Following in the tradition developed last year, my team took an epic road trip up the West Coast to connect with our tea friends in the Pacific Northwest. I wrote about my experiences from last year and have realized that this year was all about learning about the quickly evolving tea culture of the US. At Tealet, we have come to look to the tea market of the Pacific Northwest as an indicator of the future of tea in the rest of the US, because tea education is much more developed there. Last year on our journey we learned that the tea market was well developed, but this year we learned that it has become quite sophisticated.
In 2014, the purpose of our journey into the Pacific Northwest was to sponsor tea at the Beloved Festival in Tidewater, Oregon. Along the way, we stopped at every tea shop and visited with every tea person we possibly could through our social media network. It was obvious with the endless selection of tea shops in Portland and Seattle that tea was hot in 2014. When we introduced our idea and platform for direct trade tea that was sourced and distributed from small tea farms around the world, the response was positive. Although tea people understood the importance of direct trade for quality and social responsibility there was still a sentiment that the market was not ready because they are not prepared to pay the higher price that comes with high-quality tea. Many tea shop owners explained that their original passion for tea has been taken out of focus to offer more of what their customers want–such as food and flavored tea.
In 2015, our experience was much different. There was no need to introduce direct trade and many of the tea retailers we met had already started to offer more direct trade, high-quality teas to their customers. Tea drinkers have become more sophisticated and have demanded more information about their tea. Tea shops that once only offered blended and flavored teas are now increasing their selection of teas from originals around the world. One popular tea shop in Seattle explained that they made the decision to remove food from their menu earlier this year so they could focus more on their tea. There was even more tea activity at the Beloved Festival, where we once again sponsored tea. Tea people and artists had tea temples where gong fu tea service was offered to the conscious festival attendees. Many of the attendees themselves were looking to start tea businesses in their communities so they could share their knowledge and culture of tea.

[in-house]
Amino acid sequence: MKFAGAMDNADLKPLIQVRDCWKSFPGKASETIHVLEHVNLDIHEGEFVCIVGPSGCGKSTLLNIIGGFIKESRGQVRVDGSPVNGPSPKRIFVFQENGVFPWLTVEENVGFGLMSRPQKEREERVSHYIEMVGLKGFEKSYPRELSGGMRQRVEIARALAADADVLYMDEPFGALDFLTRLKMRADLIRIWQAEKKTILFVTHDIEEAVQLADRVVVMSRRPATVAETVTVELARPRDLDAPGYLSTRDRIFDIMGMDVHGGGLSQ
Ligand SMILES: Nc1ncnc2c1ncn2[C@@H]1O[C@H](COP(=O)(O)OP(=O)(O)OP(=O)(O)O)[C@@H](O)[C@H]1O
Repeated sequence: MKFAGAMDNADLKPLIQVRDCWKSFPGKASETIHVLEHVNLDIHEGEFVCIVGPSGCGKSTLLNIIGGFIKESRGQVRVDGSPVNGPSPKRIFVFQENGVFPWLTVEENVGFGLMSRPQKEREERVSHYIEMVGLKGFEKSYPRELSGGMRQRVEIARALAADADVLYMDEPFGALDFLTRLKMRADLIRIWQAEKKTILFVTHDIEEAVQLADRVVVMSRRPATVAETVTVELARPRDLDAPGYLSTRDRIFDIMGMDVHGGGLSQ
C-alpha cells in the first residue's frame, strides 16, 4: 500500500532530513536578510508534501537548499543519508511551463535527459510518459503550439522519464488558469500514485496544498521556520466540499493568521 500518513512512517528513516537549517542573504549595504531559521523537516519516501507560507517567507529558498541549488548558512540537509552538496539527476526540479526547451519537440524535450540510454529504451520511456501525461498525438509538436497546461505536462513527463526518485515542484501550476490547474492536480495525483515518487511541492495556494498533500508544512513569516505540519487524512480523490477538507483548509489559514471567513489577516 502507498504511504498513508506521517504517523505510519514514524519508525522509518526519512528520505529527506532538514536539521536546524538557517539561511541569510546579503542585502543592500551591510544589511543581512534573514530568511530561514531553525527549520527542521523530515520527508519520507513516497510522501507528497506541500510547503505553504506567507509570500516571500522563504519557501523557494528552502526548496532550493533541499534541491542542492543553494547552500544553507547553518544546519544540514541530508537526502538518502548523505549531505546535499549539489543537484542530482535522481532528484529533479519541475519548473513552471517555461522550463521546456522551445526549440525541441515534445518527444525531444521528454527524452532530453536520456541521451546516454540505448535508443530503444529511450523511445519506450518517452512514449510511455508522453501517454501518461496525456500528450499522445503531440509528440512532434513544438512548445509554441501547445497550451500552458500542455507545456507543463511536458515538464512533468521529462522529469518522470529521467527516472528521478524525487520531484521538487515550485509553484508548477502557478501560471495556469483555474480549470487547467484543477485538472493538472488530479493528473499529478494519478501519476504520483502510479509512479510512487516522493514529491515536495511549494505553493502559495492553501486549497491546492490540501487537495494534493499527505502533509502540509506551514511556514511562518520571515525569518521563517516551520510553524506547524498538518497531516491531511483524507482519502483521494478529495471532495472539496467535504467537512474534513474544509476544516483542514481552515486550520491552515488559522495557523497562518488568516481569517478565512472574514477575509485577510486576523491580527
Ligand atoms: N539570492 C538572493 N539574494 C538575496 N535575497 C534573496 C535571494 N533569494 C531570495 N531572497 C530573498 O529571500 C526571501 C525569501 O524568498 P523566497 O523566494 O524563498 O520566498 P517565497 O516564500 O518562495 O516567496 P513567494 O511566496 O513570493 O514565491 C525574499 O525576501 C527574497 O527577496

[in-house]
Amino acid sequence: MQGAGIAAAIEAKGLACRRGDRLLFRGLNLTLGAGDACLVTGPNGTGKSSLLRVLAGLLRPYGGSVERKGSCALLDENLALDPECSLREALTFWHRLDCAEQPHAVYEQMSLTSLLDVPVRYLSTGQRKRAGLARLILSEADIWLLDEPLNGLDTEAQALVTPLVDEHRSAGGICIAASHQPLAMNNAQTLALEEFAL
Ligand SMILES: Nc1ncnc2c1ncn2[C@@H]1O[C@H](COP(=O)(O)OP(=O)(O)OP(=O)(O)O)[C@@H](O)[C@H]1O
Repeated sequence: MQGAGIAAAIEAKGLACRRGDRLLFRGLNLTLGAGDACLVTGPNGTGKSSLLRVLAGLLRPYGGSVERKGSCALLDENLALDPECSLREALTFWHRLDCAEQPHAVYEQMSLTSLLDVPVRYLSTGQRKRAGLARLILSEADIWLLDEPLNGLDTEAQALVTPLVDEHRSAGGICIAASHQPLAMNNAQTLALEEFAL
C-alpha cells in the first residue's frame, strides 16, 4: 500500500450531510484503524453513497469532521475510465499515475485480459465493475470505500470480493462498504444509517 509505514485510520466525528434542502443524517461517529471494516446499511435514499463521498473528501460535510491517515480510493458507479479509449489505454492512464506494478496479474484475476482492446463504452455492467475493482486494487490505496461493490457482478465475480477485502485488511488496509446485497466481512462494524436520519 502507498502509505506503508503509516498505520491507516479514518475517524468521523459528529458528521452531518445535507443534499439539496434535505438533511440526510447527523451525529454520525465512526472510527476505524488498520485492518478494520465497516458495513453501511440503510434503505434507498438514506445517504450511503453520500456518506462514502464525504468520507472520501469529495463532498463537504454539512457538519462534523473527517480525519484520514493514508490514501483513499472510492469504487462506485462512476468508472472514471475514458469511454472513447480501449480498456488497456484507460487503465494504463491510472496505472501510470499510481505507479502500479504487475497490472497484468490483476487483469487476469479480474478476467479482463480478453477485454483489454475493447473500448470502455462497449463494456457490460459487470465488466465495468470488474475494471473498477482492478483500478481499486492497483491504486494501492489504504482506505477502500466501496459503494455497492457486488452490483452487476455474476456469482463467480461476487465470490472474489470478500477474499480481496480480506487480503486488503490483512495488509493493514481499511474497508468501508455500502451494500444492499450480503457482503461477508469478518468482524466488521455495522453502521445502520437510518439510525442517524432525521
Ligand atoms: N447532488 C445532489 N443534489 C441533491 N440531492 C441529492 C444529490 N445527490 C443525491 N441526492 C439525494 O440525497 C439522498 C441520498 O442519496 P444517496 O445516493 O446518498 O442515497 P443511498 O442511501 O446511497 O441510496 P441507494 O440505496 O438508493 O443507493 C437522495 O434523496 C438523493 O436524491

Right now many are worried about the status quo of the tea industry in countries such as India. Major players in the industry know they need to cultivate and serve a market that can appreciate high-quality tea and pay the price to support the sustainability of the industry. The Pacific Northwest tea market provides encouragement as more and more tea retailers are finding ways to introduce high-quality tea to consumers through high-end iced tea drinks and authentic gong fu tea service. If tea producers are looking for a sophisticated palate that will support their industry’s advancement they need to look no further than the Pacific Northwest. They must keep in mind though that these consumers are not looking for a social cause to support but a high-quality product that will enrich their lives.